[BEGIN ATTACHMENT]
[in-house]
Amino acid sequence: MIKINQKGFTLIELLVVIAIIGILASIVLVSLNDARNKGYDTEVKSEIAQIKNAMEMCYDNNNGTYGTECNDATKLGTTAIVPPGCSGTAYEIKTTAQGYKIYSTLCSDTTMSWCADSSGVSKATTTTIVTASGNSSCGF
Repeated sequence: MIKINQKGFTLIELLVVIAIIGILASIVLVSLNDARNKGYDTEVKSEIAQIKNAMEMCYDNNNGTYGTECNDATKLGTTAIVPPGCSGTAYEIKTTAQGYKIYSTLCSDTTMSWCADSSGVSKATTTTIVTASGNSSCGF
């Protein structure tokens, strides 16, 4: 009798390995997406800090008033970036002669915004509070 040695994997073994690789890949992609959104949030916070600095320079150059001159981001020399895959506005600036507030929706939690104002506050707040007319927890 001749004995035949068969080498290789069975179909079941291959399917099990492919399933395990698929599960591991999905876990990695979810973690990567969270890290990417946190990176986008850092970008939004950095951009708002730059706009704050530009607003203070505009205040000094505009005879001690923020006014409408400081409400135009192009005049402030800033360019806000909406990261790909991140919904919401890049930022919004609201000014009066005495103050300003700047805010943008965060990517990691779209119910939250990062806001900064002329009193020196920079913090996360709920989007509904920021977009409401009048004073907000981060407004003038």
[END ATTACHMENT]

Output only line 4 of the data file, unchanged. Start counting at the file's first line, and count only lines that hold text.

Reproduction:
């Protein structure tokens, strides 16, 4: 009798390995997406800090008033970036002669915004509070 040695994997073994690789890949992609959104949030916070600095320079150059001159981001020399895959506005600036507030929706939690104002506050707040007319927890 001749004995035949068969080498290789069975179909079941291959399917099990492919399933395990698929599960591991999905876990990695979810973690990567969270890290990417946190990176986008850092970008939004950095951009708002730059706009704050530009607003203070505009205040000094505009005879001690923020006014409408400081409400135009192009005049402030800033360019806000909406990261790909991140919904919401890049930022919004609201000014009066005495103050300003700047805010943008965060990517990691779209119910939250990062806001900064002329009193020196920079913090996360709920989007509904920021977009409401009048004073907000981060407004003038």